7. Geometry and finesse
The 17th century mathematician and philosopher Blaise Pascal made a distinction (in his Pensées) between the ‘spirit of geometry’ and the ‘spirit of finesse’. Geometry (mathematics) is hard, in the first approach, because there, as Pascal formulates it, in the twist of abstraction one must turn one’s head away from the world before us in all its complexity and variability. But then it becomes easy because in rigorous deduction one can march straight to clear and indubitable conclusions. Finesse, by contrast, is easy, at first, because one can hold one’s gaze on the world as it lies before to us. But then it becomes difficult to argue without error while maintaining full complexity and variability. According to Pascal both have their value but they cannot be mixed, like water and oil. We must shuttle to and fro between them. There often is division of labour: some are better in the one and others in the other. We find it in the difference between exact science and humanities. The English author C.P. Snow talked about ‘the two cultures’.
Pascal himself was at home in both: he was a mathematical genius but also a philosopher. While philosophy was usually conducted with finesse, Spinoza tried, in his Ethics, to arrest it in the spirit of geometry, with his use of axioms and deduction of theorems ‘in geometrical fashion’. The spirit of geometry is connected to the bent towards immutable, universal ideas. It is Platonic, while the finesse is more Aristotelian. The distinction is related to the distinction that Aristotle made between certain, provable and deductive knowledge (episteme) and practical wisdom or prudence (phronesis). The second concerns ethics and human conduct, and cannot be caught in the regimentation of rigorous deduction and universal laws.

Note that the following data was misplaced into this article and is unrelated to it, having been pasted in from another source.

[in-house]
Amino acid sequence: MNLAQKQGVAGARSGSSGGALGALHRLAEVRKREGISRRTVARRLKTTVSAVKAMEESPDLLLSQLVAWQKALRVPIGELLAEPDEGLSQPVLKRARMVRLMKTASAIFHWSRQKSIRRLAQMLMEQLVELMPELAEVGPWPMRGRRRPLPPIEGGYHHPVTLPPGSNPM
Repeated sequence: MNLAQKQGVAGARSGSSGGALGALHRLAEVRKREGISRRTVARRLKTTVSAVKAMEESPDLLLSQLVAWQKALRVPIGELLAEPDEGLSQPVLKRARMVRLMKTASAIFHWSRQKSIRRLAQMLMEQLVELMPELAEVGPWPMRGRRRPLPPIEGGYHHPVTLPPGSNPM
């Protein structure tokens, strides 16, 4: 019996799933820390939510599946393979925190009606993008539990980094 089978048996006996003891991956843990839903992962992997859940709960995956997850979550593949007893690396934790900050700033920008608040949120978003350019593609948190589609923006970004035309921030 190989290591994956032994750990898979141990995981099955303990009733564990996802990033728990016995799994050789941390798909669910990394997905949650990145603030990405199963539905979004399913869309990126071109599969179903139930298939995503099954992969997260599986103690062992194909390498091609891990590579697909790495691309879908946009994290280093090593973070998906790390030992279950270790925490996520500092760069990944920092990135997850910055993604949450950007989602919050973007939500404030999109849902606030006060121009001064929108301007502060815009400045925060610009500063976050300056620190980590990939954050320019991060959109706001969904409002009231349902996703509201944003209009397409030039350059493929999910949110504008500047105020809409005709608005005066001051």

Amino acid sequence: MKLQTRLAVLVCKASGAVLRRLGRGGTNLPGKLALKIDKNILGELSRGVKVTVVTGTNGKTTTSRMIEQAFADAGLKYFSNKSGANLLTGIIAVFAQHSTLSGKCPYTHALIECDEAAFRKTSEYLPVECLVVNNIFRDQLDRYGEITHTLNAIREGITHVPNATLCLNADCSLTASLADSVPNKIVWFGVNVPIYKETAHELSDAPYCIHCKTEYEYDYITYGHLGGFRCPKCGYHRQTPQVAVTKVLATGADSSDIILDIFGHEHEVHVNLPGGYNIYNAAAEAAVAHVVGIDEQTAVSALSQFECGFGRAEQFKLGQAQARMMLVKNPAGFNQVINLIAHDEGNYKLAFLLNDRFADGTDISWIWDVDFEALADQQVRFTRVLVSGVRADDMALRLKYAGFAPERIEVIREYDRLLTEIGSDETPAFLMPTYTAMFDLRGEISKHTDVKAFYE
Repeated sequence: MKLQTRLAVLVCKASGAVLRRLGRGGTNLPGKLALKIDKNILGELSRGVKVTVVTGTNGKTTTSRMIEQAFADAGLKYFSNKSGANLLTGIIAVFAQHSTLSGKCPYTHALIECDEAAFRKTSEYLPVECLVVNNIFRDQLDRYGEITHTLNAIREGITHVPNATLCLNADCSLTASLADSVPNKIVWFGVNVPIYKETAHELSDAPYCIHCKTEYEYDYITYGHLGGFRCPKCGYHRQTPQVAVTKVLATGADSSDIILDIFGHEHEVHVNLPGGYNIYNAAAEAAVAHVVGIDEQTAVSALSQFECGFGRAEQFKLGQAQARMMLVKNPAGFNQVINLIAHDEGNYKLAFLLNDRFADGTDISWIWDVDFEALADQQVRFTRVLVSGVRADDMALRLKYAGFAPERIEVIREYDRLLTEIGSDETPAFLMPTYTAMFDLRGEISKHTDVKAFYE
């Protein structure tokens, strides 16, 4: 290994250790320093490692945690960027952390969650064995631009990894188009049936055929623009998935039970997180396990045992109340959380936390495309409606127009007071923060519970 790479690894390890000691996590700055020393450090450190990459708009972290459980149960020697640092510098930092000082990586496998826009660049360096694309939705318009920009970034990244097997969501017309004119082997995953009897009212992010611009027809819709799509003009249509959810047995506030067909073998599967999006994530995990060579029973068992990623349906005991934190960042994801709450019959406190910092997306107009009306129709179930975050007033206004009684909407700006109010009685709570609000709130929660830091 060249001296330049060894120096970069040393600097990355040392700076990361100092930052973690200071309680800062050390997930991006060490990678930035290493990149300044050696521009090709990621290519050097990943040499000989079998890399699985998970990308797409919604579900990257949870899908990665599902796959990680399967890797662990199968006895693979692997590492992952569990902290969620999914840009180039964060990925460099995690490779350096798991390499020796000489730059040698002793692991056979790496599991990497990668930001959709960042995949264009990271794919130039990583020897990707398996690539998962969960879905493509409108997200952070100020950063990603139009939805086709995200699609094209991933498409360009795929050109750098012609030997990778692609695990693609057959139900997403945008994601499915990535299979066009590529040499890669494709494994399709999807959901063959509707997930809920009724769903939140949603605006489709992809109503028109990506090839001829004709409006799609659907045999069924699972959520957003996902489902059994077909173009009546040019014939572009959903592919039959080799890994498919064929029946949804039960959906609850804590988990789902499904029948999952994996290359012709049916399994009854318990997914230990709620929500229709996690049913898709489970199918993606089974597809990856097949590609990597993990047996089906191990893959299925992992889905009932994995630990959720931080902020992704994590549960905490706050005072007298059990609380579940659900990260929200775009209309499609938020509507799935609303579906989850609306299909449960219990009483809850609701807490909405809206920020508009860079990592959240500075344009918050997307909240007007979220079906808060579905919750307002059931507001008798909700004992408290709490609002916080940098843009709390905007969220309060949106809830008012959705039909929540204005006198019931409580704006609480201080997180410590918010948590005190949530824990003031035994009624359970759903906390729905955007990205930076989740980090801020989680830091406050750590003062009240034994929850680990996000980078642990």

While geometry and finesse cannot be mixed, they can be combined, in the return, again and again, from the abstract and general to the concrete and the individual. Finesse need not be obscure. In the finesse of philosophy one can try to select each word judiciously and exactly and fit it into the right place. And if I had the opportunity of finding a new math that does justice to finesse I would not hesitate a minute and grab it. But it would not be math as we know it.
History, law and the humanities generally require finesse and dodge geometry. Aristotle recognized that one cannot in all fields demand the same degree of precision, and one should in every case that arises take into account the matter and purpose at hand, and the degree of precision that fits the conditions. Economists have become hooked on geometry and have in large numbers become blind to finesse, removing themselves from practical wisdom. Bankers, by contrast, had the finesse to circumvent the economic order.